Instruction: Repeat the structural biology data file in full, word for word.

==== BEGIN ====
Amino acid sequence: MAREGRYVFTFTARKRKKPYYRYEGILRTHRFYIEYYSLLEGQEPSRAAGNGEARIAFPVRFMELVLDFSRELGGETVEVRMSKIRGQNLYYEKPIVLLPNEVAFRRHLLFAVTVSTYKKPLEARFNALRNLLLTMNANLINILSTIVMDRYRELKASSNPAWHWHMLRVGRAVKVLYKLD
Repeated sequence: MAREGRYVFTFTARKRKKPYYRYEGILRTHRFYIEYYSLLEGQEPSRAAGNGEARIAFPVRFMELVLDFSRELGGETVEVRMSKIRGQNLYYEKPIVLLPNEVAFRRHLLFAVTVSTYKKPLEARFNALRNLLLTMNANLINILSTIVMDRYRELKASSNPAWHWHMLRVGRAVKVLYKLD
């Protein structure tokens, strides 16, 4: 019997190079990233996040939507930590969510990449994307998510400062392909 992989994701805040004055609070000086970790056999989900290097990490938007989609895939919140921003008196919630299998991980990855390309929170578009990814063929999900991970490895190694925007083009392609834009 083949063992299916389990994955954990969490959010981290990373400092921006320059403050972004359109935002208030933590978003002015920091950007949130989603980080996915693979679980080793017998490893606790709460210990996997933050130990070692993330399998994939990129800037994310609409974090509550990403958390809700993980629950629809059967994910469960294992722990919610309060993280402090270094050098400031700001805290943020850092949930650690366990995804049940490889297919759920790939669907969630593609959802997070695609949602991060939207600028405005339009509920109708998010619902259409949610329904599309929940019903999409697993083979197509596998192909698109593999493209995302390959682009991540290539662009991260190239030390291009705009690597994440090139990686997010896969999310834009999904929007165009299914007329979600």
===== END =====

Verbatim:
Amino acid sequence: MAREGRYVFTFTARKRKKPYYRYEGILRTHRFYIEYYSLLEGQEPSRAAGNGEARIAFPVRFMELVLDFSRELGGETVEVRMSKIRGQNLYYEKPIVLLPNEVAFRRHLLFAVTVSTYKKPLEARFNALRNLLLTMNANLINILSTIVMDRYRELKASSNPAWHWHMLRVGRAVKVLYKLD
Repeated sequence: MAREGRYVFTFTARKRKKPYYRYEGILRTHRFYIEYYSLLEGQEPSRAAGNGEARIAFPVRFMELVLDFSRELGGETVEVRMSKIRGQNLYYEKPIVLLPNEVAFRRHLLFAVTVSTYKKPLEARFNALRNLLLTMNANLINILSTIVMDRYRELKASSNPAWHWHMLRVGRAVKVLYKLD
């Protein structure tokens, strides 16, 4: 019997190079990233996040939507930590969510990449994307998510400062392909 992989994701805040004055609070000086970790056999989900290097990490938007989609895939919140921003008196919630299998991980990855390309929170578009990814063929999900991970490895190694925007083009392609834009 083949063992299916389990994955954990969490959010981290990373400092921006320059403050972004359109935002208030933590978003002015920091950007949130989603980080996915693979679980080793017998490893606790709460210990996997933050130990070692993330399998994939990129800037994310609409974090509550990403958390809700993980629950629809059967994910469960294992722990919610309060993280402090270094050098400031700001805290943020850092949930650690366990995804049940490889297919759920790939669907969630593609959802997070695609949602991060939207600028405005339009509920109708998010619902259409949610329904599309929940019903999409697993083979197509596998192909698109593999493209995302390959682009991540290539662009991260190239030390291009705009690597994440090139990686997010896969999310834009999904929007165009299914007329979600």